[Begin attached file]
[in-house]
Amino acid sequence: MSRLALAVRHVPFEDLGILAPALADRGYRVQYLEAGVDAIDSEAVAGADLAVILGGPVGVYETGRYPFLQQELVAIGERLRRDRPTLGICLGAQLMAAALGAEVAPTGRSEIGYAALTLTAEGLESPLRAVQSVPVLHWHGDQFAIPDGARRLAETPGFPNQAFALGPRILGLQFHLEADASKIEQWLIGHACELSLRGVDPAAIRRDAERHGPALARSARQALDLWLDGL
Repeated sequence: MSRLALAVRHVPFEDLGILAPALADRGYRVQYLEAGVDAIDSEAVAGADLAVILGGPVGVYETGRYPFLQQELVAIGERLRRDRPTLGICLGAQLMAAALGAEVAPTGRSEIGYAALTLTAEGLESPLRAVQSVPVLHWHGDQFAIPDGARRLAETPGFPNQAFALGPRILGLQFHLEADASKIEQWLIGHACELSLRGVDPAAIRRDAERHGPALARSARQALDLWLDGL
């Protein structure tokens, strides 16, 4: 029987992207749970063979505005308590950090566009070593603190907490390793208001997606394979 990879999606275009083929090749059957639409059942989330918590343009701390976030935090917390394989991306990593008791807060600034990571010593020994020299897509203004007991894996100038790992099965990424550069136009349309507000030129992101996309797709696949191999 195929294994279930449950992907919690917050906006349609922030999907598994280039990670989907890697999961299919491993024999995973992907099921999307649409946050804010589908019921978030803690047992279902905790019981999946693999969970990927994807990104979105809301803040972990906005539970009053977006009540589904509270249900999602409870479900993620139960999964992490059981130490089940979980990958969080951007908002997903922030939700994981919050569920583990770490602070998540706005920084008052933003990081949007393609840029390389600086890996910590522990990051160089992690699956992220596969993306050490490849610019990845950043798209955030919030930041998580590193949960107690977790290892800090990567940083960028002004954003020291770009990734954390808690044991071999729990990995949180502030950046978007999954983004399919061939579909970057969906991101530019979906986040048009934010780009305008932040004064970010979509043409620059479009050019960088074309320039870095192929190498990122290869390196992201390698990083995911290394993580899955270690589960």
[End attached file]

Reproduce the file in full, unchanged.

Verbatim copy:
[in-house]
Amino acid sequence: MSRLALAVRHVPFEDLGILAPALADRGYRVQYLEAGVDAIDSEAVAGADLAVILGGPVGVYETGRYPFLQQELVAIGERLRRDRPTLGICLGAQLMAAALGAEVAPTGRSEIGYAALTLTAEGLESPLRAVQSVPVLHWHGDQFAIPDGARRLAETPGFPNQAFALGPRILGLQFHLEADASKIEQWLIGHACELSLRGVDPAAIRRDAERHGPALARSARQALDLWLDGL
Repeated sequence: MSRLALAVRHVPFEDLGILAPALADRGYRVQYLEAGVDAIDSEAVAGADLAVILGGPVGVYETGRYPFLQQELVAIGERLRRDRPTLGICLGAQLMAAALGAEVAPTGRSEIGYAALTLTAEGLESPLRAVQSVPVLHWHGDQFAIPDGARRLAETPGFPNQAFALGPRILGLQFHLEADASKIEQWLIGHACELSLRGVDPAAIRRDAERHGPALARSARQALDLWLDGL
């Protein structure tokens, strides 16, 4: 029987992207749970063979505005308590950090566009070593603190907490390793208001997606394979 990879999606275009083929090749059957639409059942989330918590343009701390976030935090917390394989991306990593008791807060600034990571010593020994020299897509203004007991894996100038790992099965990424550069136009349309507000030129992101996309797709696949191999 195929294994279930449950992907919690917050906006349609922030999907598994280039990670989907890697999961299919491993024999995973992907099921999307649409946050804010589908019921978030803690047992279902905790019981999946693999969970990927994807990104979105809301803040972990906005539970009053977006009540589904509270249900999602409870479900993620139960999964992490059981130490089940979980990958969080951007908002997903922030939700994981919050569920583990770490602070998540706005920084008052933003990081949007393609840029390389600086890996910590522990990051160089992690699956992220596969993306050490490849610019990845950043798209955030919030930041998580590193949960107690977790290892800090990567940083960028002004954003020291770009990734954390808690044991071999729990990995949180502030950046978007999954983004399919061939579909970057969906991101530019979906986040048009934010780009305008932040004064970010979509043409620059479009050019960088074309320039870095192929190498990122290869390196992201390698990083995911290394993580899955270690589960």